June 16, 2011
Petra Solar turns cities into sun-power farms
NEW YORK (MarketWatch) — Jersey City, N.J., may be an unlikely place to find a utility-scale solar farm, but Petra Solar has found a way to generate electricity from the sun even on hard-paved urban streets.
Bolted onto street-light and utility poles across Jersey City and other urban and suburban areas of the state, a five-foot by two-and-a-half-foot solar panel is attached about 15 feet above the ground, tilted south toward the sun.
Each new solar panel from the privately held South Plainfield, N.J., clean-energy technology firm generates about 225 watts of power, adding to generation capacity and helping utilities meet renewable-power requirements.
“It allows you to deploy quickly and cost effectively because you don’t have to invest in land, you’re not building substations or transformers,” said Petra Solar Chief Executive Shihab Kuran.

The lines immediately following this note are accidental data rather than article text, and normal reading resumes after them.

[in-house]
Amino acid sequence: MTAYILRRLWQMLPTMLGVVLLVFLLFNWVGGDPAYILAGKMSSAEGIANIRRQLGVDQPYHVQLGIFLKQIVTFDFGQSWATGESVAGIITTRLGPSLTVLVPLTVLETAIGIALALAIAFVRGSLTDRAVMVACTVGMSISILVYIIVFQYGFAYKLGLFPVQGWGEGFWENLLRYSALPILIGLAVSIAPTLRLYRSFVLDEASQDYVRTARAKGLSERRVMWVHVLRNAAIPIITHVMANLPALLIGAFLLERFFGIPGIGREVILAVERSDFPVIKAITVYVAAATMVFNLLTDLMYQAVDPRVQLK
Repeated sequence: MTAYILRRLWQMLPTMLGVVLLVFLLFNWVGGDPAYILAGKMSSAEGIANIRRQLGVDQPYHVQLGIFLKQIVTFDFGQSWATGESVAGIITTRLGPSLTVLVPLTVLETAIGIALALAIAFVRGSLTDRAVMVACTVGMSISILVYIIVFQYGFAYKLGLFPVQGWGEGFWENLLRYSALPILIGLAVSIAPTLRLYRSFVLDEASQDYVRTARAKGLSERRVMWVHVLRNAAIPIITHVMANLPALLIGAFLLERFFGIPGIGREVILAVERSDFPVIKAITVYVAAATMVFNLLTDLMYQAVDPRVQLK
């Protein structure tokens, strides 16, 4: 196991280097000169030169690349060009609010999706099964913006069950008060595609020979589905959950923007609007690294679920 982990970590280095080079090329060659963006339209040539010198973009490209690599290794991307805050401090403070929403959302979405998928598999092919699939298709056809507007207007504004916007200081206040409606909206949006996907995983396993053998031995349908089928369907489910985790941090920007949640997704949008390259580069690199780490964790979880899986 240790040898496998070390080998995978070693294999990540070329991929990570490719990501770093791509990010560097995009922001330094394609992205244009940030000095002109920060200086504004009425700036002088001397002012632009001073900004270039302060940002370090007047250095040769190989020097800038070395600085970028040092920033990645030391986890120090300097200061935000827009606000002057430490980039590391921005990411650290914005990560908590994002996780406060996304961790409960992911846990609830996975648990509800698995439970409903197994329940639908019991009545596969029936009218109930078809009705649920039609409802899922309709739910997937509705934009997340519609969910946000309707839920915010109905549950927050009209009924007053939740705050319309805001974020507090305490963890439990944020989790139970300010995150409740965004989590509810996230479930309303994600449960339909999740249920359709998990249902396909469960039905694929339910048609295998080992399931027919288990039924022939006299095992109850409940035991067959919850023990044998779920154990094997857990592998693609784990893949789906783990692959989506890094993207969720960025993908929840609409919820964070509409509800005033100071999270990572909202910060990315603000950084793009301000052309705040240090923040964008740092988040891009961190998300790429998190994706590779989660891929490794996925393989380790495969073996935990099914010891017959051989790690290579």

Under a contract with Public Service Enterprise Group Inc. (NYSE:PEG) — New Jersey’s biggest utility — Petra Solar is now about halfway through its $200 million commitment to provide 40 megawatts of solar power in six cities and 300 rural and suburban communities in the utility’s service area. So far, it’s put up about 95,000 of the panels with a total generation capacity of 20 megawatts, enough power for 3,250 homes.
Petra Solar sells the panels to utilities, which are responsible for maintaining them during an expected life span of 25 years.
Petra Solar says it takes just 30 minutes to install one of its panels, which feeds its electricity directly into the utility’s power lines. Included in the gear are devices that hook up to an AT&T (NYSE:T) communications network to allow utilities to remotely monitor their electricity lines.
The network gear helps old-school copper power wires behave more like an Internet-based information-technology system.
“The panels help create distributed energy, which takes stress away from central generation stations,” Kuran said. “When you generate power closer to the load, it’s more effective. Also, the smart-grid technology lets utilities have their eyes and ears open to what they’re delivering to their customers and that allows them to deliver the right amounts of power.”